But let’s jump right back into the fray with some good ol’ fashioned horror! Remember Dr. Victor Falco (voiced by the superb Jeffrey Combs) from the episode “Monkey Brains”? Good, because he’s back after escaping the turtles and he’s trying to recreate the gene that gave him his psychic abilities. Only this time he’s experimenting on rats in a rundown facility with some questionable wiring hanging above him. Wouldn’t it just suck if a couple of rats chewed through the wiring and it caused an explosion, setting a fire and trapping Falco in the blaze? And what if – now just hear me out – what if, Falco used his psychic abilities to call for help and discovered that his experiments with the rats led to an ability to control rodents specifically? Again, very glad you heard me out, because “I, Monster” gives us the birth of The Rat King!
For those of you who remember the ’87 cartoon, and for those of you who don’t, the original Rat King was somewhat of a Pied Piper figure who controlled rats with a flute. Later on, his powers were upgraded or retconned as the psychic ability to control rats – Splinter being one of those affected. What were The Rat King’s motivations for villainy? Well…he just generally thought rats were a superior species and tried, over the course of several episodes, to destroy humanity in favor of a ratocracy. The updated version, however, is the result of genuine character development and world building. Did anyone really see Dr. Falco turning into The Rat King? It’s yet another reason to applaud Ciro Nieli and the show’s writers that an entertaining, horror-themed episode like “Monkey Brains” would actually serve as set-up for the evolution of a popular recurring villain. Everything about The Rat King makes sense. He’s suitably motivated for revenge after being thwarted by the turtles and shunned by the scientific community. The fire that burns and blinds him forces him to rely on his psychic abilities to control the rats and use them as his eyes. And in focusing his power specifically on rats, he becomes aware of one rat amongst them all who can serve as his ultimate protector: Splinter.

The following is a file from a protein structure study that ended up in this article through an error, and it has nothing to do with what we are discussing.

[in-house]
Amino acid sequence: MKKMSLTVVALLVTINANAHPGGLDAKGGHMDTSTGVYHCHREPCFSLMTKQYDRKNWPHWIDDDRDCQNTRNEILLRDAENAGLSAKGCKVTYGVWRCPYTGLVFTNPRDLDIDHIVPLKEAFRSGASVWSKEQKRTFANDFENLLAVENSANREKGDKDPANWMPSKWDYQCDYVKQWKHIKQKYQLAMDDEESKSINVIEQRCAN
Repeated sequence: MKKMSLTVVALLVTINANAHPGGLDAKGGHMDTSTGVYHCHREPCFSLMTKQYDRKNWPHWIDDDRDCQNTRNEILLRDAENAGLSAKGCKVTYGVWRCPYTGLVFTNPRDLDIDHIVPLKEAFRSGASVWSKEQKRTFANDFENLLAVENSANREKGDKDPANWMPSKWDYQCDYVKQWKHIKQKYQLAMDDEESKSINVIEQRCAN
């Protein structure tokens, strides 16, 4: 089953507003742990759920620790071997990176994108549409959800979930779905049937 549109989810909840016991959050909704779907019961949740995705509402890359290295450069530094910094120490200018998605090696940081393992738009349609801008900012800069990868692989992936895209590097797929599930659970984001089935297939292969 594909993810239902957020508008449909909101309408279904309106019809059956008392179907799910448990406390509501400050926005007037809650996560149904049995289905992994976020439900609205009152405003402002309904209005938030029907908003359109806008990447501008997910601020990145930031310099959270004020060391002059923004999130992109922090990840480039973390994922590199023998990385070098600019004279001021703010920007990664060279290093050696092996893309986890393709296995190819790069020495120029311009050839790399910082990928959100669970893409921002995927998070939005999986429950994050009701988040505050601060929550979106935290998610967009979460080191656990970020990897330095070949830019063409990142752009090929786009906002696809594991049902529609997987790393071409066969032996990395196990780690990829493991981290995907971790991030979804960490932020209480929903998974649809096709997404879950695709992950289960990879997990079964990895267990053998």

The juxtaposition between The Rat King and Splinter is the main conflict of the episode and one of the strongest self-contained stories the show has done yet. Momentarily bested by Leonardo during a training exercise, Splinter begins to understand the sad reality that there will come a day when his sons no longer need him, that they will eventually surpass him as ninjas and perhaps leave him behind. As Hamato Yoshi, he’d already lost everything he loved when his wife and daughter were killed, but he managed to build a new family with his four sons as a mutant rat. Knowing that he could lose his family once again is all the leverage The Rat King needs to start meddling with Splinter psychically. The scenes in Splinter’s mind are chilling and also rather poignant as we get one of the first instances where Splinter’s “humanity” is explored. Falco embraces his monstrosity, turning it into a position of power through fear and manipulation. Splinter may have been transformed into a rat but he doesn’t see himself as one. He chose to retain his humanity, the best example of that being the four turtles he raised as his children, which eventually gives him the advantage over The Rat King’s control.
The episode itself is fairly straight forward. Now in control of the rats, The Rat King sends hoards of them throughout New York to cause havoc and drive out the vermin…ya know, people. When April is trapped by the rats on an electrical pole, the turtles go to rescue her. They then figure out that a higher mind must be controlling the rats, which sends them straight home out of concern for their father. Having seen into Falco’s mind as well, Splinter tells his sons where to find him, but when they get there, the boys find that they have to face down their own sensei in order to save him. Like I said, straight forward plot-wise. The turtles function as the much-needed comic relief of the episode, but definite kudos all around to the creators for making the meat of the episode about the psychological idea of what makes us human and what makes us monsters.
- Mikey is not pleased that he didn’t name The Rat King
- The Rat King looks so awesomely creepy!
- April’s ringtone on Donnie’s phone
- “I will smack you out of your shell!” – Sean Astin continues to be a fantastic Raphael
- Donnie’s Tarzan rescue of April
- Did Leo just incinerate a bunch of rats? Yeah, I think he did.
- Mikey poking Splinter
- “I just had a horrible realization. He’s been going easy on us all these years!”
- The way Leo says “Father” to try to reach Splinter…stupid emotions!
- Splinter gets the last laugh. Heh heh.